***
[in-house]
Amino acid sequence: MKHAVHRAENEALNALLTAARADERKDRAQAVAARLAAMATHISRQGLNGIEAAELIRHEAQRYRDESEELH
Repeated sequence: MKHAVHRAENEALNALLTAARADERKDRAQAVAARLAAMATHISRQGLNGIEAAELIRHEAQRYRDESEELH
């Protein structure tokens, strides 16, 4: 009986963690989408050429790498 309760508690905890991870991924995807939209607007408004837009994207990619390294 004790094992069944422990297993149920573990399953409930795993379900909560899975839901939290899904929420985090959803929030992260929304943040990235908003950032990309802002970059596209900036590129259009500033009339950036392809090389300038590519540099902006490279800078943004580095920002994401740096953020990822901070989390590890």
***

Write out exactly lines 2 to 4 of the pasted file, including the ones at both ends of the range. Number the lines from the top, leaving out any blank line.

Amino acid sequence: MKHAVHRAENEALNALLTAARADERKDRAQAVAARLAAMATHISRQGLNGIEAAELIRHEAQRYRDESEELH
Repeated sequence: MKHAVHRAENEALNALLTAARADERKDRAQAVAARLAAMATHISRQGLNGIEAAELIRHEAQRYRDESEELH
């Protein structure tokens, strides 16, 4: 009986963690989408050429790498 309760508690905890991870991924995807939209607007408004837009994207990619390294 004790094992069944422990297993149920573990399953409930795993379900909560899975839901939290899904929420985090959803929030992260929304943040990235908003950032990309802002970059596209900036590129259009500033009339950036392809090389300038590519540099902006490279800078943004580095920002994401740096953020990822901070989390590890």